Swing Discussion Boards > Evolution of Swing Dancing and Music - a brief overview

Discussion in 'Swing Discussion Boards' started by d nice, Aug 13, 2003.

  1. d nice

    d nice New Member

    There was a set of name changes as the music and dance evolved... The Lindy Hop, the eight count Charleston/Texas Tommy evolved dance of the 20's was eight counts done in four steps, evolved in the 30's to an eight count basic with 10 steps (the two sets of triples) as the music Hot Jazz went from 2/4 time to Swing in 4/4 time. Less hop more variance in the connection between leveraged tension and compression.

    As the dance caught on with "mainstream America" it changed mixing with the various regional styles of "swing" dancing. In the black neighborhoods it varied little in over all dynamic/style more of different flavors of the Lindy Hop rather than styles. Swing became the popular music of it's day.

    The biggest change in dance styles was what happened when it was danced by white dancers with little connection to blacks. Ernie Smith actually goes into a bit of detail about this in "Call of the Jitterbug", an excellent documentry BTW. The African rooted aesthetic was replaced with a European one. Moves and movements altered, evolved, and in some cases sanitized. It was still recognizably the same dance, but black dancers in Oakland, CA were more likely to look like those in Harlem than the white dancers who danced across the river in Jersey.

    Popular music changed going from 4/4 Swing, in the early to mid 40's to Jump Blues in many parts of the country and the dance of course changed to reflect that. The simpler rhythms and harder hitting drums caused the dance to simplify the footwork, this is where we start to see more and more of the eight count basic being replaced with the truncated footwork in six, believed by some to be based on the Foxtrot, but a decent amount of evidence in fact shows the source to be more likely another jazz dance called the "Jig Walk" which was popular amongst the black communities from Mobile, Alabama to Chicago, Illinois and all along the Eastern Seaboard. This newer form was starting to be consistantly refered to as Jitterbug or Swing rather than Lindy Hop, though New Yorkers refered to it by the name Lindy (the Hop was pretty much dropped from the name at this point).

    In the 50's popular music switched again, Rock and Roll and Rhythm & Blues were the order of the day. The dance began to not just evolve but split into two directions. Rock and Roll had a harder driving beat with simple syncopation and almost no swing, and Rhythm & Blues had a softer beat with simple syncopations but with more swing. The result was one dance to R&R music that was very energetic, lots of tricks but little in the way of improvised rhythmic footwork, and another dance to R&B that was was "smoother" with few tricks but more complicated footwork.

    This is where the style of swing known as East Coast Swing (danced to R&R) started to gain real popularity and at the same time what are generally thought of as the "smooth" swing styles started in the late 50's (West Coast Swing, Carolina Shag, Hand Dancing, Stepping, Bop, Push, Whip, Imperial, etc.).

    The 60's and 70's swing dancing pretty much died in main stream America, going under ground in various locals and regional styles flourished in the nightclubs and bars, while Disco music with the Hustle and solo dancing became the big draws.

    The 80's saw a slight upsurge in Swing Dancing, The smooth styles dominated by West Coast Swing gained in popularity, and Lindy Hop started peeking it's head out from the black dominated clubs were younger dancers in the mid twenties were mixing with those in their seventies.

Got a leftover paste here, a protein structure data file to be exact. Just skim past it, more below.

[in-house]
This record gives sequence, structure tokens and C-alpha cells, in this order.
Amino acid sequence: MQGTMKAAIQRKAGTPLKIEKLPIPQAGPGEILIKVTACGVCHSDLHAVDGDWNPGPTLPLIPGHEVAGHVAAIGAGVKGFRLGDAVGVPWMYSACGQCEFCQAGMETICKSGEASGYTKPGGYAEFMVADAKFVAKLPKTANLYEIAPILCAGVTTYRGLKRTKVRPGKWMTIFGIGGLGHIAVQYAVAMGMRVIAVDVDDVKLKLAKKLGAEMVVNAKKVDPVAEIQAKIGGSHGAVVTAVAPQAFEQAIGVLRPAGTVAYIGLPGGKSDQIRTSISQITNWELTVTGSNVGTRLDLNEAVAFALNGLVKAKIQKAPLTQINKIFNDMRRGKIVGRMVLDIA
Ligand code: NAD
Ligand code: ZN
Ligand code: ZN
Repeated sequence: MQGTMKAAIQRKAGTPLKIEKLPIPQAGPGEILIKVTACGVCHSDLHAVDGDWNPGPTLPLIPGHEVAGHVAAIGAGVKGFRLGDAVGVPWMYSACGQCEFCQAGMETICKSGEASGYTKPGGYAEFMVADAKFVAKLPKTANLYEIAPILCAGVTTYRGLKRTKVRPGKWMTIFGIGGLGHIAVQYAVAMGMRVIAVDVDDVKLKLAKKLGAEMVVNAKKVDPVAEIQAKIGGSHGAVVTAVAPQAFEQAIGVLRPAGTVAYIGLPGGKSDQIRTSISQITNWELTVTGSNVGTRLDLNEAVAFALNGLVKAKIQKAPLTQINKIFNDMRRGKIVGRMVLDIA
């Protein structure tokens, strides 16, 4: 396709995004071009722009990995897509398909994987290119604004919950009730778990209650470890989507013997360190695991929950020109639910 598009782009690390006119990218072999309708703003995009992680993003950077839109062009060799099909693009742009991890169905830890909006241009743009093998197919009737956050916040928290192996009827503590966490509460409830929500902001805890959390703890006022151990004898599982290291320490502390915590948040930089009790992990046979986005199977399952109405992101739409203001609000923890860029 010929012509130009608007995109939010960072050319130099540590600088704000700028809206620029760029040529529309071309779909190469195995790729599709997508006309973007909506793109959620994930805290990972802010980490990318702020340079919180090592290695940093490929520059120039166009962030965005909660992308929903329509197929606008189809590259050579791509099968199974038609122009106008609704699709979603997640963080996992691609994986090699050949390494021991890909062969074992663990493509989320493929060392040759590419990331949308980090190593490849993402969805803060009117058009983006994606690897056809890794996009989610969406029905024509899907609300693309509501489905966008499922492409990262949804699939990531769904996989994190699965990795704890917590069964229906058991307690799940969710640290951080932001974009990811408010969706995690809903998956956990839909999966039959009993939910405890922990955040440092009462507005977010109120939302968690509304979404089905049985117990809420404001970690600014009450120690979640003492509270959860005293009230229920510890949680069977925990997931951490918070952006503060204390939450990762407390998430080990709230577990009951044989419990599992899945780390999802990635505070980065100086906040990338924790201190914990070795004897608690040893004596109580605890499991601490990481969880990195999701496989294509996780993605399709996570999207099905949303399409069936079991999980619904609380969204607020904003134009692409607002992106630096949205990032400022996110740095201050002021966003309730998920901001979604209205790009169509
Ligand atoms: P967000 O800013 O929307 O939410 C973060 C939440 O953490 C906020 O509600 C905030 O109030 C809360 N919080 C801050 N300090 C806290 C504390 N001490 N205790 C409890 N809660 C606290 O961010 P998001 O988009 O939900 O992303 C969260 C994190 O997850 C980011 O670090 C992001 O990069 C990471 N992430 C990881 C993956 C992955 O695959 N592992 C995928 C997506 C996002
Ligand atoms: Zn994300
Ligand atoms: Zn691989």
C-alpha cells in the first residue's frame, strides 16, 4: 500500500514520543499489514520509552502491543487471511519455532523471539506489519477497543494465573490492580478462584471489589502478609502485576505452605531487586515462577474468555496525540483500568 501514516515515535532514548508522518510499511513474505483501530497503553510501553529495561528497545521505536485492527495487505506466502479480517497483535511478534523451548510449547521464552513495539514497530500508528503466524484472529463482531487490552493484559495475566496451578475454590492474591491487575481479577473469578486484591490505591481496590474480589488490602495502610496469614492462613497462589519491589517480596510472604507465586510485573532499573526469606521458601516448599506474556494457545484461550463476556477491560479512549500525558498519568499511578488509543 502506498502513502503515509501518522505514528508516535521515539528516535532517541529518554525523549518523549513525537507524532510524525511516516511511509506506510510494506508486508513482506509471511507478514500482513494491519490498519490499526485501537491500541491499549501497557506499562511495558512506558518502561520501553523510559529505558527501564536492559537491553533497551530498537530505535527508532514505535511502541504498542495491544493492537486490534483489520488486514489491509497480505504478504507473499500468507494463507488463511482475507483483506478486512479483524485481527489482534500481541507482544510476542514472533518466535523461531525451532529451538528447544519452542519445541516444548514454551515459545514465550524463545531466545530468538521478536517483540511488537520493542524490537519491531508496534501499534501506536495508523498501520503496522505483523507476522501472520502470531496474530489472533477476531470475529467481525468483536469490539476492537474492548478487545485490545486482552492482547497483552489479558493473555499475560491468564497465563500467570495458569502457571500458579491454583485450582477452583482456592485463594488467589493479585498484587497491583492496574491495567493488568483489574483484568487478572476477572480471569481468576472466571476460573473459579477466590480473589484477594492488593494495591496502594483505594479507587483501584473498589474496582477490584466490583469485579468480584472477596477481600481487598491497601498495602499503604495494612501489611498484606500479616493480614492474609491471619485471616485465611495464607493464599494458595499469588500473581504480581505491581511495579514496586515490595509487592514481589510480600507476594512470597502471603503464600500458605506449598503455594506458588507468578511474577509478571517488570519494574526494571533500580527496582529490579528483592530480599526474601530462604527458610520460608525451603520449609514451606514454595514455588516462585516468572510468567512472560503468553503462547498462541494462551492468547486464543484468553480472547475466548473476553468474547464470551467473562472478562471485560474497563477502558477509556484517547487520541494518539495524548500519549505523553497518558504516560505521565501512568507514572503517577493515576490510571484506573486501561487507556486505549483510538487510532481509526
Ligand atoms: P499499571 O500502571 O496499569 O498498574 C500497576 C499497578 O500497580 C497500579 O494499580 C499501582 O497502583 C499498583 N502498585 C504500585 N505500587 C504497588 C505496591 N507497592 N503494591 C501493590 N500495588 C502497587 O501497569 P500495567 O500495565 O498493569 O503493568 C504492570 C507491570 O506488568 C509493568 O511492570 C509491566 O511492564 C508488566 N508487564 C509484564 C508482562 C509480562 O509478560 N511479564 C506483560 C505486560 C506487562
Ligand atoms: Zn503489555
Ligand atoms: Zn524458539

In the early 90's what is most often refered to as Neo-Swing or Retro Swing (a mix of Jump Blues, Swing, with some Bop stylings) spurred a sudden interest in swing dancing. The new style of swing dancing was heavily influenced from the Jitterbug/R&R dancing of the fifties, but with less refinement for the most part, as dancers stole moves off of old video movies, and TV Shows, but the force of the new movement (if a single source can be credited) was inspired by the Thomas Carter movie "Swing Kids". By the time Jon Favreau's "Swingers" came out in 1996 Swing dancing was a counter-culture movement and on its way to being an over exploited media sensation. Dancers were becoming more adept at the various forms of Swing dancing, regular lessons were being offered at clubs, ballrooms, churches, and in living rooms and garages in every major city. Old timers in their eighties were being sought out and revered by Gen X'ers regailing them with tales of life "back in the day" and sharing with them their home movies and favorite steps.

    It is important to note that Lindy Hop had not died out. There were still numerous places where the dance structurally remained the same though the aesthetic altered a little as the Jazz music changed from Hot Jazz of the 20's, Swing of the 30's early 40's, Bebop in the mid 40's to mid 50's, and Main Stream and Cool Jazz of the late 50's. In the 60's through 70's various forms of earlier jazz were being revisted as well as the growth of Soul Jazz and the 80's saw the birth of Post Bop. The 90's saw a renewed viability in big swing bands to support themselves and Lindy Hoppers were once again dancing to the sounds of classic Swing. The roots were still strong.
  2. Vince A

    Vince A Active Member

    Enjoyed reading this very much.

    I actually could see each of the dancing styles in my mind as I progressed through your words . . . especially after dancing through some of those eras.

    I too . . . went back . . . thanks for taking me there . . . . . . . . .
  3. pygmalion

    pygmalion Well-Known Member

    This was a great summary. Now my question, from the perspective of a notoriously goal-oriented person, is what dances went along with the musical evolution you're talking about? Where do they all fit in? Needless to say, I have an agenda in asking this. I hate ignorance, especially when it's my own, and I'd love to know a little about how to do these dances! I'll probably nevere be a died-in-the wool swing afficionado, because I love other dances too much and refuse to pick. But I don't ever want to have to sit down because I don't know a dance, either. Where's a good place to start?
  4. Vince A

    Vince A Active Member

    You are starting to think like I have been doing lately. I asked the same question to a couple of Pro dancers. They said to start taking lessons.